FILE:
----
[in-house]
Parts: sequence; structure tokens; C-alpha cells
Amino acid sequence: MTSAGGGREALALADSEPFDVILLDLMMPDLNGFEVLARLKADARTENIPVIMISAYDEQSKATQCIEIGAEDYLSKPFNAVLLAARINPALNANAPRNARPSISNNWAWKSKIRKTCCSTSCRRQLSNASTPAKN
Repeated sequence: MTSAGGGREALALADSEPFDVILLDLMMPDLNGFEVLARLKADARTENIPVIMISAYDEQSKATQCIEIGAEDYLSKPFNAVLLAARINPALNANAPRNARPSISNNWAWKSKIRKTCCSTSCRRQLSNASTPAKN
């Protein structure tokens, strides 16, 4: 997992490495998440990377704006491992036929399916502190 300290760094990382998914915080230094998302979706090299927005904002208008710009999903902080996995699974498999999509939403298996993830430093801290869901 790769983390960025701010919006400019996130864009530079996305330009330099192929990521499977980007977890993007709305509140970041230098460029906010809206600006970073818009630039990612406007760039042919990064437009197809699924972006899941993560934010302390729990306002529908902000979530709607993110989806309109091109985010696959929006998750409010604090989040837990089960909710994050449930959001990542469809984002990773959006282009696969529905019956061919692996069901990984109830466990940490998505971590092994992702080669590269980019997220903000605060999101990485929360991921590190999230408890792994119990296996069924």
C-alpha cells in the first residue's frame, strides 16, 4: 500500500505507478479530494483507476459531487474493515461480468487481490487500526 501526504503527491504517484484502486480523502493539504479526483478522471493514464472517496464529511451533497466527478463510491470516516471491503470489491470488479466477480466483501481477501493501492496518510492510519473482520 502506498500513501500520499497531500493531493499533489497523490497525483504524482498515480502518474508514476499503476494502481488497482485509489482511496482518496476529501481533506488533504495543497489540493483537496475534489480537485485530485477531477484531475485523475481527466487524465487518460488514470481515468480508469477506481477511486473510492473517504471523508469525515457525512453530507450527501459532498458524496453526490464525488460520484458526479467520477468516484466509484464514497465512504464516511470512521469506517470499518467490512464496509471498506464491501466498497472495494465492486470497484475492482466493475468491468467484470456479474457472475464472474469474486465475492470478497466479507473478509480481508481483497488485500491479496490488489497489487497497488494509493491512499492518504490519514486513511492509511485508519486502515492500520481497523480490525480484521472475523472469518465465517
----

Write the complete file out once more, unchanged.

[in-house]
Parts: sequence; structure tokens; C-alpha cells
Amino acid sequence: MTSAGGGREALALADSEPFDVILLDLMMPDLNGFEVLARLKADARTENIPVIMISAYDEQSKATQCIEIGAEDYLSKPFNAVLLAARINPALNANAPRNARPSISNNWAWKSKIRKTCCSTSCRRQLSNASTPAKN
Repeated sequence: MTSAGGGREALALADSEPFDVILLDLMMPDLNGFEVLARLKADARTENIPVIMISAYDEQSKATQCIEIGAEDYLSKPFNAVLLAARINPALNANAPRNARPSISNNWAWKSKIRKTCCSTSCRRQLSNASTPAKN
């Protein structure tokens, strides 16, 4: 997992490495998440990377704006491992036929399916502190 300290760094990382998914915080230094998302979706090299927005904002208008710009999903902080996995699974498999999509939403298996993830430093801290869901 790769983390960025701010919006400019996130864009530079996305330009330099192929990521499977980007977890993007709305509140970041230098460029906010809206600006970073818009630039990612406007760039042919990064437009197809699924972006899941993560934010302390729990306002529908902000979530709607993110989806309109091109985010696959929006998750409010604090989040837990089960909710994050449930959001990542469809984002990773959006282009696969529905019956061919692996069901990984109830466990940490998505971590092994992702080669590269980019997220903000605060999101990485929360991921590190999230408890792994119990296996069924």
C-alpha cells in the first residue's frame, strides 16, 4: 500500500505507478479530494483507476459531487474493515461480468487481490487500526 501526504503527491504517484484502486480523502493539504479526483478522471493514464472517496464529511451533497466527478463510491470516516471491503470489491470488479466477480466483501481477501493501492496518510492510519473482520 502506498500513501500520499497531500493531493499533489497523490497525483504524482498515480502518474508514476499503476494502481488497482485509489482511496482518496476529501481533506488533504495543497489540493483537496475534489480537485485530485477531477484531475485523475481527466487524465487518460488514470481515468480508469477506481477511486473510492473517504471523508469525515457525512453530507450527501459532498458524496453526490464525488460520484458526479467520477468516484466509484464514497465512504464516511470512521469506517470499518467490512464496509471498506464491501466498497472495494465492486470497484475492482466493475468491468467484470456479474457472475464472474469474486465475492470478497466479507473478509480481508481483497488485500491479496490488489497489487497497488494509493491512499492518504490519514486513511492509511485508519486502515492500520481497523480490525480484521472475523472469518465465517